Athetoid Cerebral Palsy
What Does It Mean For My Child?

Athetoid cerebral palsy (or athetoitic cerebral palsy) occurs in approximately 20% of cerebral palsy cases.

The term also includes dyskinetic, choreoathetoid, and dystonic cerebral palsies. It can also be referred to as extrapyramidal cerebral palsy.

This cerebral palsy type is characterized by slow, uncontrollable, and involuntary writhing movements of the hands, feet, arms, or legs. In some children, hyperactivity in the muscles of the face and tongue makes them grimace or drool.

Children with this type of cerebral palsy find it difficult to sit straight or walk. They may also have problems coordinating the muscle movements required for speaking.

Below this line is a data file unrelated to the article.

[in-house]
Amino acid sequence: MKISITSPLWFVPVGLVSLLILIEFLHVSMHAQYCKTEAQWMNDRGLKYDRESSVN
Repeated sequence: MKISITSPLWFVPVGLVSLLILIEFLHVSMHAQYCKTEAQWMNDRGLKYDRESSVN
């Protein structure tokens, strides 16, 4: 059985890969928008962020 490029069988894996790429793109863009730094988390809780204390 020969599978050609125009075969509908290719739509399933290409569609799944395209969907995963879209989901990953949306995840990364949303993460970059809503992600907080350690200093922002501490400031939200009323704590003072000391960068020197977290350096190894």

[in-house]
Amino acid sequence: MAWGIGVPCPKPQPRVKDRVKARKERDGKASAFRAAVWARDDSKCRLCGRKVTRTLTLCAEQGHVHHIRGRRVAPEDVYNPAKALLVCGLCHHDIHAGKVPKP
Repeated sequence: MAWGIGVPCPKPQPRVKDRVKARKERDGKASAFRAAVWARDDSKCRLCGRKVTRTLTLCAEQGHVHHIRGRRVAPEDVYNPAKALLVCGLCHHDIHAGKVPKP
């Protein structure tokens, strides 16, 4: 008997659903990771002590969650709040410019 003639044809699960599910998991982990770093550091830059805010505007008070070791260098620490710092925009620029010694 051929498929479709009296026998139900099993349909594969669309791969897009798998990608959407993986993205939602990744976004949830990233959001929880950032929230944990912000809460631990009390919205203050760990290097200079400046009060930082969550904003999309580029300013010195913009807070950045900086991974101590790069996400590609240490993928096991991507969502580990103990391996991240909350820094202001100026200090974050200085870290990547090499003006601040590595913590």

Intelligence is rarely affected in these cerebral palsy children.

If your child has been diagnosed with the athetoid type of cerebral palsy, don't be overwhelmed.

There are therapies available that can help your child get better.

There is hope.

To learn more about Cerebral Palsy, please investigate the following links:

Click here for the Cerebral Palsy Guide

Click here for Cerebral Palsy Diagnosis

Click here for Cerebral Palsy Causes

Click here for Cerebral Palsy Symptoms

Click here for Cerebral Palsy Prognosis

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